Illustration was once relied on by advertisers, publishers, and many other industries as their primary source of visual storytelling, but its dominance faded in favor of the newest technological sensation: photography. But photography didn’t kill illustration, it just changed the way it is used. While photography captures an arrangement or composition what already exists, illustration creates an image from nothing but the imagination.
Jump to the 21st century and it’s no surprise that illustration has found itself at home in software designs. Technology introduces a new playground for illustrators to flex their creative muscles, allowing them to connect with their audiences on a deeper and more personal level by crafting interactions and entire experiences for users. There’s no shortage of illustration in games or apps for kids, but the problem-solving power of illustration goes far beyond those expected uses. Let’s look at why they are so effective.
Many people are visual learners and can understand complex concepts more quickly through viewing an illustration over reading a lengthy explanation (e.g. IKEA instructions). Because illustrations don’t usually involve text, they become universal, making them understandable by a larger audience, of many ages, cultures, and languages. This can be really useful in the software space, where many users fly through instructions and onboarding experiences.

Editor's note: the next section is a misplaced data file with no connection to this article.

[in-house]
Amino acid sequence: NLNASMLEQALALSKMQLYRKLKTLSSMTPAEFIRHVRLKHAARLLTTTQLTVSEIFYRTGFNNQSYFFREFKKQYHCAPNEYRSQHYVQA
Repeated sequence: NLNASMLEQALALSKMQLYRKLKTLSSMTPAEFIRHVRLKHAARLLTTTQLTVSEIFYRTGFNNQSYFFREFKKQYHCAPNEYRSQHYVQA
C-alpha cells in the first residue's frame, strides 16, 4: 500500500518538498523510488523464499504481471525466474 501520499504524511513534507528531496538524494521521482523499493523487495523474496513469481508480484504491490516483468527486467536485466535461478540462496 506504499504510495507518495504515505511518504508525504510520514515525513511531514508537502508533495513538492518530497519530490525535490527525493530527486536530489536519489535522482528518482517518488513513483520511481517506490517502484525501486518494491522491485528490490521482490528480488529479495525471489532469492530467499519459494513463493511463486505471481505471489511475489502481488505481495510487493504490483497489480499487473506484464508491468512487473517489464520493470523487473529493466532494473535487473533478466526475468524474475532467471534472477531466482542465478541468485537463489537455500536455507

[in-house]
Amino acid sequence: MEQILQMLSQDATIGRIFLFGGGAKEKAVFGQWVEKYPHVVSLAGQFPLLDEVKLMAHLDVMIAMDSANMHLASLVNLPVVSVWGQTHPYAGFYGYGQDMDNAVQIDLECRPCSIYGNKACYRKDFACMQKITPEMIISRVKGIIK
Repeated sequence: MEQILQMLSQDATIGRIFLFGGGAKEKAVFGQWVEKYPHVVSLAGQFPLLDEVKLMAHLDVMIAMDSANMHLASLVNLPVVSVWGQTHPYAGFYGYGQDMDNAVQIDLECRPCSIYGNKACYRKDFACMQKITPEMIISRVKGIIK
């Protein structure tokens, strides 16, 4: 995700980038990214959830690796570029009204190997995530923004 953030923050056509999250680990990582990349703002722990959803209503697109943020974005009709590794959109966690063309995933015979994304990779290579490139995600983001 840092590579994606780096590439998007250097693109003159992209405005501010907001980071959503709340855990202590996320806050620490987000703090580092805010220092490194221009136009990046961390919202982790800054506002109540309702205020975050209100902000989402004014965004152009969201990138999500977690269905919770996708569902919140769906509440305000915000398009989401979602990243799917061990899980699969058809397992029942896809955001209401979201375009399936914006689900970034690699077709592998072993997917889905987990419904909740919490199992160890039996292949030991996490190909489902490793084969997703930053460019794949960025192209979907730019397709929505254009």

Photographs are often too specific, capturing reality, but leaving little room for viewers to imagine themselves in place of the models. Illustrations, however, ask for interpretation and input from their audience. Not only do illustrations simplify the image and allow viewers self-reflection, they also provide space for viewers to make their own intuitive leaps to understand complex ideas. User relatability makes software experiences memorable.
Illustration in software occupies a smaller share of the market, and often companies who employ illustration stand out over their competitors. Illustration can be utilized as a distinguisher especially among companies that lean heavily on stock photography, typography, or more graphic elements in their software experiences. It’s also a way to establish your brand. Take for example, Dropbox, who in addition to making sure their product was simple and easy to use, also leveraged illustration to attract consumer loyalty amongst a sea of bland enterprise cloud storage solutions.
In an industry where delight is highly sought after, well-crafted illustrations are a gift to users. Frank Chimero devotes an entire chapter expanding upon the concept in his book, The Shape of Design. Even if “delight” has become an overused buzzword, there is still a movement to create software that provides value beyond its functionality, and adding illustration is a simple, authentic way to promote those positive feelings. Illustrations are delightful because they don’t just promote brand aesthetics, they introduce whimsy, friendliness and fun into software and can liven up the unsexiest of utilities.
Flat, simple illustration styles that complement the design aesthetics of Material Design and iOS 8 are the most popular in today’s software space. Even examples that are created to resemble hand-drawn media use vector-based brushes in Illustrator to achieve the flatter look. Illustrations are often animated to come alive with motion when a user physically interacts with them.
The four key places illustration can be found in the software industry are a brand’s onboarding experiences, iconography, promotions, and identity.